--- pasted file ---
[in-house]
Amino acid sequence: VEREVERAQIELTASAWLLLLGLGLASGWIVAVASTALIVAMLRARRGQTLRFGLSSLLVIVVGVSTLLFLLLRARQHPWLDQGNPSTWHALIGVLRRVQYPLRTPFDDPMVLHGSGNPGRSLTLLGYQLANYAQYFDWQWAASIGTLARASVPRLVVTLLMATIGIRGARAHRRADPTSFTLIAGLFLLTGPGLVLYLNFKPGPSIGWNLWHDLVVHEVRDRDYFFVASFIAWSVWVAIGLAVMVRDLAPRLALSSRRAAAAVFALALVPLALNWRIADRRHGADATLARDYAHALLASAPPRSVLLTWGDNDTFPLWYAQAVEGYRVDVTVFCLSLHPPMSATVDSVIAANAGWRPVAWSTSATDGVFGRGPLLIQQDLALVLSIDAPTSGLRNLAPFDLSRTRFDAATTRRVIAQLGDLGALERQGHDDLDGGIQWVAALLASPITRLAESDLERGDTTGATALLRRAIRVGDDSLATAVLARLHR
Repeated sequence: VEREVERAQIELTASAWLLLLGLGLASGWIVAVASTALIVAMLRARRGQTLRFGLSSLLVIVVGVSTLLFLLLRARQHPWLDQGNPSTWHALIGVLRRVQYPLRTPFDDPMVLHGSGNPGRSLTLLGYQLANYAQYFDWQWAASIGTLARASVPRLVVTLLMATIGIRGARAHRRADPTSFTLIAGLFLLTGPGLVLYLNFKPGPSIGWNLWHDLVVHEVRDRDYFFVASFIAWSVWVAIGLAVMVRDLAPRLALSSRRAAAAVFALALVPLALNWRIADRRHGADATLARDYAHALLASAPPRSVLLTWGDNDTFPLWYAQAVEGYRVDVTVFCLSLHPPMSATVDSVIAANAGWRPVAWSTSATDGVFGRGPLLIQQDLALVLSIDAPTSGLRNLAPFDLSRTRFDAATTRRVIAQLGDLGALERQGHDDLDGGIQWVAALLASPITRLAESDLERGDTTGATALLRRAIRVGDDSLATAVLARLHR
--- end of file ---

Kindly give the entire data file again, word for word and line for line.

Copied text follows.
[in-house]
Amino acid sequence: VEREVERAQIELTASAWLLLLGLGLASGWIVAVASTALIVAMLRARRGQTLRFGLSSLLVIVVGVSTLLFLLLRARQHPWLDQGNPSTWHALIGVLRRVQYPLRTPFDDPMVLHGSGNPGRSLTLLGYQLANYAQYFDWQWAASIGTLARASVPRLVVTLLMATIGIRGARAHRRADPTSFTLIAGLFLLTGPGLVLYLNFKPGPSIGWNLWHDLVVHEVRDRDYFFVASFIAWSVWVAIGLAVMVRDLAPRLALSSRRAAAAVFALALVPLALNWRIADRRHGADATLARDYAHALLASAPPRSVLLTWGDNDTFPLWYAQAVEGYRVDVTVFCLSLHPPMSATVDSVIAANAGWRPVAWSTSATDGVFGRGPLLIQQDLALVLSIDAPTSGLRNLAPFDLSRTRFDAATTRRVIAQLGDLGALERQGHDDLDGGIQWVAALLASPITRLAESDLERGDTTGATALLRRAIRVGDDSLATAVLARLHR
Repeated sequence: VEREVERAQIELTASAWLLLLGLGLASGWIVAVASTALIVAMLRARRGQTLRFGLSSLLVIVVGVSTLLFLLLRARQHPWLDQGNPSTWHALIGVLRRVQYPLRTPFDDPMVLHGSGNPGRSLTLLGYQLANYAQYFDWQWAASIGTLARASVPRLVVTLLMATIGIRGARAHRRADPTSFTLIAGLFLLTGPGLVLYLNFKPGPSIGWNLWHDLVVHEVRDRDYFFVASFIAWSVWVAIGLAVMVRDLAPRLALSSRRAAAAVFALALVPLALNWRIADRRHGADATLARDYAHALLASAPPRSVLLTWGDNDTFPLWYAQAVEGYRVDVTVFCLSLHPPMSATVDSVIAANAGWRPVAWSTSATDGVFGRGPLLIQQDLALVLSIDAPTSGLRNLAPFDLSRTRFDAATTRRVIAQLGDLGALERQGHDDLDGGIQWVAALLASPITRLAESDLERGDTTGATALLRRAIRVGDDSLATAVLARLHR